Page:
Pasture with rainforest behind in the Lacandon rainforest. Photo by: Alejandro Linares Garcia.
Tropical reforestation is not easy, especially in abandoned pasturelands. But a new study in mongabay.com’s open access journal Tropical Conservation Science finds that removing grasses prior to and after planting native tree seeds significantly improves the chances of forests to take root. The study site, located in Mexico’s Lacandon rainforest, was covered in an invasive African grass (Cynodon plectostachyus).
“Across the tropics, millions of hectares of forest have been converted to cattle pasture and then abandoned. Invasive alien grass species such as Cynodon plectostachyus, and many others originally introduced as pasture plants, commonly form dense, monospecific stands in tropical pastures […] As a consequence, vast areas of the tropics are now characterized by agricultural mosaics of pastures and fields interrupted by occasional forest remnants, a scenario that presents significant new challenges to conservation and restoration,” the researchers write.
After burning the field site, researchers planted 960 seedlings of 16 species, including a broad range of tropical tree types. Eighteen months later, they found that removing grass before and after planting significantly improved the chances of many of the species.
“Survival and growth rates of tree species always increased significantly with more intense grass removal treatments, and trees receiving less frequent treatments suffered greater mortality and lower growth,” the researchers write.
However, even though the tree seedling had greater success after grass removal, the scientists caution that the process makes reforestation more expensive. The Lacandon reforestation project cost $1,260 per hectare.
“For the time being, it is clear that legal incentives and economic support will be needed to assist restoration interventions, starting with seed collecting and nursery costs, and extending right though to planting and post-planting site maintenance such as the grass removals described here,” the researchers write.
CITATION: Román-Dañobeytia, F. J., Castellanos-Albores, J., Levy-Tacher, S. I., Aronson, J., Ramírez-Marcial, N., Rodrigues , R. R. 2012. Responses of transplanted native tree species to invasive alien grass removals in an abandoned cattle pasture in the Lacandon region, Mexico. Tropical Conservation Science Vol. 5(2):192-207.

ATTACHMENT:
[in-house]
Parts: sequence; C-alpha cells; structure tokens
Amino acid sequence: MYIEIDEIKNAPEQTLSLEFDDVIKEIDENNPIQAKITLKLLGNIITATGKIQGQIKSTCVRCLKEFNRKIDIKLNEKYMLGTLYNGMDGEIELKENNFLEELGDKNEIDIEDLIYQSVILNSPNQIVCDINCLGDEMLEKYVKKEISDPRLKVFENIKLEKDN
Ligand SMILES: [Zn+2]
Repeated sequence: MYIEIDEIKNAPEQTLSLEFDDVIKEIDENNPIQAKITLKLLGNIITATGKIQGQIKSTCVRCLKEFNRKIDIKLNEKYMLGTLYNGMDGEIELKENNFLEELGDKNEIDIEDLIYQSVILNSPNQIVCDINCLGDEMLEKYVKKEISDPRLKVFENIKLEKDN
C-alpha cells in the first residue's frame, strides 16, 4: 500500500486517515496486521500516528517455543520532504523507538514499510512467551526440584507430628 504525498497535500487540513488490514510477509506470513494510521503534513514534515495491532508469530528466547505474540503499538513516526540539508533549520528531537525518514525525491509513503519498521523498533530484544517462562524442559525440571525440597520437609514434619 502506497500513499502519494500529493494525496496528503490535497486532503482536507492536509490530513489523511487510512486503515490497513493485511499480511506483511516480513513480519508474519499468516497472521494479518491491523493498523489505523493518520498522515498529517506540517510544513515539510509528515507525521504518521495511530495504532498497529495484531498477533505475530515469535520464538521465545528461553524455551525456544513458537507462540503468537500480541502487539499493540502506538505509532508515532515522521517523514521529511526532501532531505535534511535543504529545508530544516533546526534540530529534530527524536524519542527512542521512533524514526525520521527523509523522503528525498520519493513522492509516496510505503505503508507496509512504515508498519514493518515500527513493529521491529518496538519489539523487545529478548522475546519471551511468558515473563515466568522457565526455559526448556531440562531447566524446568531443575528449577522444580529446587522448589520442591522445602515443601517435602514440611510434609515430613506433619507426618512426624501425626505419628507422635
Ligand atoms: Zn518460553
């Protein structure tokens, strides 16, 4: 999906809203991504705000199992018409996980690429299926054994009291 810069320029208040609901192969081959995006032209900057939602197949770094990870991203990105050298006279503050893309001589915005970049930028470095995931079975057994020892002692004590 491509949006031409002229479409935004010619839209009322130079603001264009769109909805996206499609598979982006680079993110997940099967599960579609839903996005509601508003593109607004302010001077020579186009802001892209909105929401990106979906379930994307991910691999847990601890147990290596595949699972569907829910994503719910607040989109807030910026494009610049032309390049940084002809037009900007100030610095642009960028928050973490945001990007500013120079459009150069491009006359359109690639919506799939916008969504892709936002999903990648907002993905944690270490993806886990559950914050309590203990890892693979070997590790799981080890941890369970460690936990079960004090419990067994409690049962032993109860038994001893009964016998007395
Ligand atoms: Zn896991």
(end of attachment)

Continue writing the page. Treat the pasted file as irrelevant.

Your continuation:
U.S., others commit to restoring 45 million acres of native forests
(06/19/2012) The U.S. Forest Service joined Rwanda, a Brazilian coalition, and a Central American alliance of indigenous groups in a pledge to restore 18 million hectares (45 million acres) of native forests, reports the IUCN, a conservation group.
Indonesia to set aside 45% of Kalimantan for conservation
(01/19/2012) Indonesian President Susilo Bambang Yudhoyono (SBY) on Thursday announced a regulation that would protect 45 percent of Kalimantan, the Indonesian part of Borneo, according to a statement issued by his office.
The other side of the Penan story: threatened tribe embraces tourism, reforestation
(12/19/2011) News about the Penan people is usually bleak. Once nomadic hunter-gatherers of the Malaysian state of Sarawak on Borneo, the indigenous Penan have suffered decades of widespread destruction of their forests and an erosion of their traditional culture. Logging companies, plantation developments, massive dams, and an ambivalent government have all played a role in decimating the Penan, who have from time-to-time stood up to loggers through blockades, but have not been successful in securing recognition of legal rights to their traditional lands. Yet even as the Penan people struggle against the destruction of their homelands, they are not standing still. Several Penan villages have recently begun a large-scale reforestation program, a community tourism venture, and proclaimed their a portion of their lands a “Peace Park.”
Deforestation could be stopped by 2020
(11/28/2011) If governments commit to an international program to save forests known as REDD+, deforestation could be nearly zero in less than a decade, argues the Living Forests Report from the World Wide Fund for Nature (WWF). REDD+, which stands for Reduced Emissions from Deforestation and Degradation, is a program that would pay developing nations to preserve forests for their ability to sequester carbon. Government officials begin meeting tomorrow in Durban, South Africa for the 17th UN climate summit, and REDD+ will be among many topics discussed.
Putting people to work: restoring our ecosystems, sequestering carbon
(10/02/2011) President Obama’s sole focus of his September 8th speech to the United States Congress was job creation. He closed his speech by summoning an earlier time of promise: “President Kennedy once said, ‘ Our problems are man-made—therefore they can be solved by man. And man can be as big as he wants.’ These are difficult years for our country. But we are Americans. We are tougher than the times we live in, and we are bigger than our politics have been. So let’s meet the moment. Let’s get to work…” Inspiration is surely needed because in addition to the United States, where unemployment remains at about 9 percent, severe unemployment is found throughout the world, with Greece, Spain, and South Africa, for example, having 2011 summer unemployment rates at over 16, 20, and 25 percent, respectively.